Imagine with Me Now the Final Room

John Stone (1936–2008) was a four-time Georgia Writer of the Year, a 1992 recipient of the Georgia Governor’s Award in the Humanities, and an honored emeritus professor of cardiology at the Emory University School of Medicine. Beginning in 1969, he attended the Bread Loaf Writers Conference in Vermont, where he served as resident physician for three summers. His first book of poetry, The Smell of Matches (1972), was followed by In All This Rain (1980), Renaming the Streets (1985), Where Water Begins (1998), and Music from Apartment 8 (2004). Stone was also an acclaimed essayist—his collection In the Country of Hearts: Journeys in the Art of Medicine (1990) earned Stone his fourth Georgia Writer of the Year Award, and his first for nonfiction. He died in Atlanta in 2008. (Inducted in 2007)

Snowbound

No Comment

Chris Forhan is the author of three books of poetry: Black Leapt In (2009), winner of the Barrow Street Press Poetry Prize; The Actual Moon, The Actual Stars (2003), winner of the Morse Poetry Prize and a Washington State Book Award; and Forgive Us Our Happiness (1999), winner of the Bakeless Prize. A professor at Butler University, he is the recipient of an NEA fellowship and two Pushcart Prizes.

What Do You Believe In? I Believe in the Fog

Diane Seuss’s Wolf Lake, White Gown Blown Open won the 2009 Juniper Prize for Poetry and is forthcoming this spring from the University of Massachusetts Press. Recent work has appeared in Poetry, New Orleans Review, Brevity, and Blackbird. Seuss is currently writer in residence at Kalamazoo College.

Southern Navigation

Barry Lopez’s essays and fiction have been appearing in The Georgia Review since 1993; he was the keynote speaker at our third annual Earth Day Program in 2011, and for this year’s eleventh edition he will be our first repeat presenter. His Of Wolves and Men (1978) won the John Burroughs Medal for Nature Writing and was a finalist for the National Book Award—which his Arctic Dreams (1986) won. Lopez’s numerous short-story collections include Outside (Trinity University Press, 2015) and Resistance (Vintage, 2004); also among his more than a dozen volumes are the novella-length fable Crow and Weasel (1990) and (with Debra Gwartney) Home Ground: Language for an American Landscape (Trinity University Press, 2006). A world traveler to more than seventy countries, Barry Lopez has lived for decades on the upper McKenzie River in Oregon.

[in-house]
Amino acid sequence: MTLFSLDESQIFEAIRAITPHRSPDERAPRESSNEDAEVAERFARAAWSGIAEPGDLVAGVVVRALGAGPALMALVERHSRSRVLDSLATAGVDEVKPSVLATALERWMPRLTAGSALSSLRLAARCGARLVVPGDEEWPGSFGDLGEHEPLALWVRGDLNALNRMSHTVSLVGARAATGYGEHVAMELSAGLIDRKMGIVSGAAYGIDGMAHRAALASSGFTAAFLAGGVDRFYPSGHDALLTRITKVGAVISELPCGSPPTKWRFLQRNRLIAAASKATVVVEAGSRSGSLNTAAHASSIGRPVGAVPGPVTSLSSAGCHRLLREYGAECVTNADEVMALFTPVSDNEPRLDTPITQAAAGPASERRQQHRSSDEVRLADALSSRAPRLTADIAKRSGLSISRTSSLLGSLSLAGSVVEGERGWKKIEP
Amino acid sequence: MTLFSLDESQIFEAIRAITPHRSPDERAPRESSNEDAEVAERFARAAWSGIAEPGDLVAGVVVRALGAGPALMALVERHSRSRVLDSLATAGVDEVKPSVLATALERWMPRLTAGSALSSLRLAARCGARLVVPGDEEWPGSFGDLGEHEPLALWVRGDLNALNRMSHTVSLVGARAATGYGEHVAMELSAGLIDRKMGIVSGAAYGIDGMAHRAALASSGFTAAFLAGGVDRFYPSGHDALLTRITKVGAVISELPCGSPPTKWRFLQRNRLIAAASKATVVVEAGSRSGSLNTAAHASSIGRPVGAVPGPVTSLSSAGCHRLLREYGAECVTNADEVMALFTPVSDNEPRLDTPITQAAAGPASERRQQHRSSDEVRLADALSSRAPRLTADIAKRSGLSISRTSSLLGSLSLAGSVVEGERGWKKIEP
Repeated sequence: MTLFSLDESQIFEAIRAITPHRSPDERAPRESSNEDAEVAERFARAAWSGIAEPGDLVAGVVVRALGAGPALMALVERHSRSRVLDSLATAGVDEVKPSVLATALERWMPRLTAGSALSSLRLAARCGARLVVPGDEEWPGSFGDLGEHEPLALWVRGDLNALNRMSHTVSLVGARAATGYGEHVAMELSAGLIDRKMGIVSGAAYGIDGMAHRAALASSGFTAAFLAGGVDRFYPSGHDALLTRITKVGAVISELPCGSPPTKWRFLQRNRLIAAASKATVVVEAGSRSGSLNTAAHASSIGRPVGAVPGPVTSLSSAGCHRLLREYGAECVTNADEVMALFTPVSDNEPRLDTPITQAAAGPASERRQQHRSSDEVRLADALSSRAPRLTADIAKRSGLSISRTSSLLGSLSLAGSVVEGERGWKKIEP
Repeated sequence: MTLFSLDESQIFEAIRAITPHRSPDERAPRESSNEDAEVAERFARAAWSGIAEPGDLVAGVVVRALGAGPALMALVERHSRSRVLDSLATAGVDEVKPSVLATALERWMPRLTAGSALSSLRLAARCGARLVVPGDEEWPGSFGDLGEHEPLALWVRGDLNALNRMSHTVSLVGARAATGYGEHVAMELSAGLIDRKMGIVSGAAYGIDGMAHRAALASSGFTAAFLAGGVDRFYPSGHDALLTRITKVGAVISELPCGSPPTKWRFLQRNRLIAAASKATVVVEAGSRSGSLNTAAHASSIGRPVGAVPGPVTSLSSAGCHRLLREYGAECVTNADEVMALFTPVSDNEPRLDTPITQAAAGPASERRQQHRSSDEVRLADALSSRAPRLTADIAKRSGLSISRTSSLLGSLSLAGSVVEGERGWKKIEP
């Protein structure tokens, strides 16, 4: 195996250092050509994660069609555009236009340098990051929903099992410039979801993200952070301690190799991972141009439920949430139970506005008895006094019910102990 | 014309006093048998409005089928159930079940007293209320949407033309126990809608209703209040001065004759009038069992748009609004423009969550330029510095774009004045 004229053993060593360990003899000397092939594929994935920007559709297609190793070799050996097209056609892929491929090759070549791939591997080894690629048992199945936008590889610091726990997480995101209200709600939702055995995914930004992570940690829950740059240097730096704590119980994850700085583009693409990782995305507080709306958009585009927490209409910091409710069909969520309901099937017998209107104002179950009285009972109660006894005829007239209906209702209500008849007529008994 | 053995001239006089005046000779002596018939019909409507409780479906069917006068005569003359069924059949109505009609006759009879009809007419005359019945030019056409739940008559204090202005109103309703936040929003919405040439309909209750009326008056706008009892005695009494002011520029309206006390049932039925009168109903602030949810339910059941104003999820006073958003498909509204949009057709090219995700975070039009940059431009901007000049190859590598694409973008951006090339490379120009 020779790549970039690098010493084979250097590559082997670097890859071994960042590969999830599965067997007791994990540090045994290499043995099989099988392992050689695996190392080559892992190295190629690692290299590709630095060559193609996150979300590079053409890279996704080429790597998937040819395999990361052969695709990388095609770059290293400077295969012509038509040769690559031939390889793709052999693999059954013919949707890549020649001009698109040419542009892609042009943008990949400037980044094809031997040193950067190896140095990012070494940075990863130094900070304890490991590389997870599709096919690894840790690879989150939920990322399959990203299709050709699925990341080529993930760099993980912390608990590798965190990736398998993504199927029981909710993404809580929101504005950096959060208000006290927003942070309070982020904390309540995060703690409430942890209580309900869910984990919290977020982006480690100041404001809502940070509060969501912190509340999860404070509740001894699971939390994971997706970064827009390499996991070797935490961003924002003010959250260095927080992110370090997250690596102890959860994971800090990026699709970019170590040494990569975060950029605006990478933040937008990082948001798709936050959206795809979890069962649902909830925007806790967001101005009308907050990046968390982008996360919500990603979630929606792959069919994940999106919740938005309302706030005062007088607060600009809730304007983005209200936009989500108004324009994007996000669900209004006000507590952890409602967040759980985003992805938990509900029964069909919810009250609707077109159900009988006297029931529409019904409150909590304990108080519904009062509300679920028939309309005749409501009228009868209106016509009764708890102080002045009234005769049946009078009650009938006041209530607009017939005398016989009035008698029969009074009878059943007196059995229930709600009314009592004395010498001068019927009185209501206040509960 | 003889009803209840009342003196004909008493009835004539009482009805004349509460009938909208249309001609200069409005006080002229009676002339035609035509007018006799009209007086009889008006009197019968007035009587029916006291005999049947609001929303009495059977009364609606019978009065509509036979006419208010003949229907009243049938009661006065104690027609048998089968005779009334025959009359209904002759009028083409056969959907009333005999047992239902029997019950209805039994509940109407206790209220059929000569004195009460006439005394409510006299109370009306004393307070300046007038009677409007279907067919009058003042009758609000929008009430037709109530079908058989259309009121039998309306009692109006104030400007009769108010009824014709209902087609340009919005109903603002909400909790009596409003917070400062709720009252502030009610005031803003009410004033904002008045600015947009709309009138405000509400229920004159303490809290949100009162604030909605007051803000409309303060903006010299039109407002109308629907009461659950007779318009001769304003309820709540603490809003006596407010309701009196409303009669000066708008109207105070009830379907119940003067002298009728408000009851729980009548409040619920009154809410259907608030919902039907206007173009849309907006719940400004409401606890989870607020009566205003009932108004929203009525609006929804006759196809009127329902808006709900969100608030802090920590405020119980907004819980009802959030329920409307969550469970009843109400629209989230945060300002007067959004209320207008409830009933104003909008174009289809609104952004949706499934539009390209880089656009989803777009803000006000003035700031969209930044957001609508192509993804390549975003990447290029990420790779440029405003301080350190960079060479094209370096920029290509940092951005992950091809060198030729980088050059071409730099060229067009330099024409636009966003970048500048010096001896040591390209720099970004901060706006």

Genesis

Aught-One

Brooks Haxton teaches in the graduate writing programs at Syracuse University and Warren Wilson College. In February 2021, his new poems will appear in Mister Toebones, his seventh collection from Alfred A. Knopf.

April, Again & Under the Sun

Penelope Scambly Schott’s most recent book is How I Became an Historian (WordTech Communications, 2016). Her poetry has appeared in American Poetry Review, The Georgia Review, Nimrod, and elsewhere, and she has held fellowships at the Fine Arts Work Center in Provincetown, the Vermont Studio Center, and the Wurlitzer Foundation in Taos.

Some Geometries of Love & On Ilkley Moor

Lola Haskins’s latest collection of poems, her fifteenth, is Asylum: Improvisations on John Clare (University of Pittsburgh Press, 2019).